In the current financial year we propose to provide aid through our bilateral programme to Egypt, Morocco, Tunisia and Algeria. Those countries also receive substantial multilateral aid, in particular through the European Community.
Morocco receives significant European Community aid and in the past four years EC aid to Morocco has increased by 35 per cent. The hon. Gentleman takes a particular interest in North Africa and Morocco and I think that he knows that we are also keen to help Morocco by promoting trade and allowing it greater access to European Union markets. A mandate for a partnership agreement with Morocco was agreed by the European Community in December 1993. That agreement aims to create a free trade zone with Europe progressively over the next 12 years. I am sure that the whole House wants to see maximum stability in North Africa and to prevent any other countries in that region from sliding into civil war.
May I encourage my hon. Friend seriously to examine aid to north Africa with our European Union partners? I am convinced that it is in Britain's interest that we should seek to minimise economic migration and the flow of people in north Africa and between north Africa and Europe. One good way of doing that is by investment in jobs, homes and economic prosperity in North Africa to minimise the differences.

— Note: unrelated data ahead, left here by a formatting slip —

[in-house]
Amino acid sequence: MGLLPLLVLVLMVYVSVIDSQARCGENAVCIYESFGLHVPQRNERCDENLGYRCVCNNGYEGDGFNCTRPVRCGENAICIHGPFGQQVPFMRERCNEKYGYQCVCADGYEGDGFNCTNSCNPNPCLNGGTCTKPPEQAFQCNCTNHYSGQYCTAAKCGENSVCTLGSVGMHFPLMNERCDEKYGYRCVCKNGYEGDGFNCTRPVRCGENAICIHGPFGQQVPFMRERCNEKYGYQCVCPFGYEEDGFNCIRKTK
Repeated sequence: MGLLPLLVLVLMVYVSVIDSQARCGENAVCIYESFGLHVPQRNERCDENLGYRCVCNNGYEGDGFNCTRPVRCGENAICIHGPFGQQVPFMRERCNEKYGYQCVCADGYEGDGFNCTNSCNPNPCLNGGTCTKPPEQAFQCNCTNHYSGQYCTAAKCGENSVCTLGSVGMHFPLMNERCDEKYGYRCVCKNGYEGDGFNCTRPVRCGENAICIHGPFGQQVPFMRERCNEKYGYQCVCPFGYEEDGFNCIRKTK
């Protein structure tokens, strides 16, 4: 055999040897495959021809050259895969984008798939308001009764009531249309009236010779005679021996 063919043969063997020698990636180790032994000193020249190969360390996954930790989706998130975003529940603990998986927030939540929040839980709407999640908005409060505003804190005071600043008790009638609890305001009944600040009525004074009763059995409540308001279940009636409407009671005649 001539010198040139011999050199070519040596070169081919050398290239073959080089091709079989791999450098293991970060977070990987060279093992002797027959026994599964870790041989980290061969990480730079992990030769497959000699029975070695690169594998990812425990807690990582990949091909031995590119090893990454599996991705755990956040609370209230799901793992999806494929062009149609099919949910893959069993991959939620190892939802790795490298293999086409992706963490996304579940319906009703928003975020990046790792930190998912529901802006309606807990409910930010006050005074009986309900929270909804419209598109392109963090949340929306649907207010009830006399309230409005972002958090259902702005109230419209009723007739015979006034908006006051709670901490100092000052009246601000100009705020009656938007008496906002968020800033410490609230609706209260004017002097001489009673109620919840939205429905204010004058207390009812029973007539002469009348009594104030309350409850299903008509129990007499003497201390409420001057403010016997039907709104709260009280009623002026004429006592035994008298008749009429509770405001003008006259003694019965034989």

I entirely agree with my hon. Friend. We want to promote economic stability and economic growth in north Africa. We can do that through the bilateral aid budget and by ensuring that there is greater access for trade from north Africa into the European Union.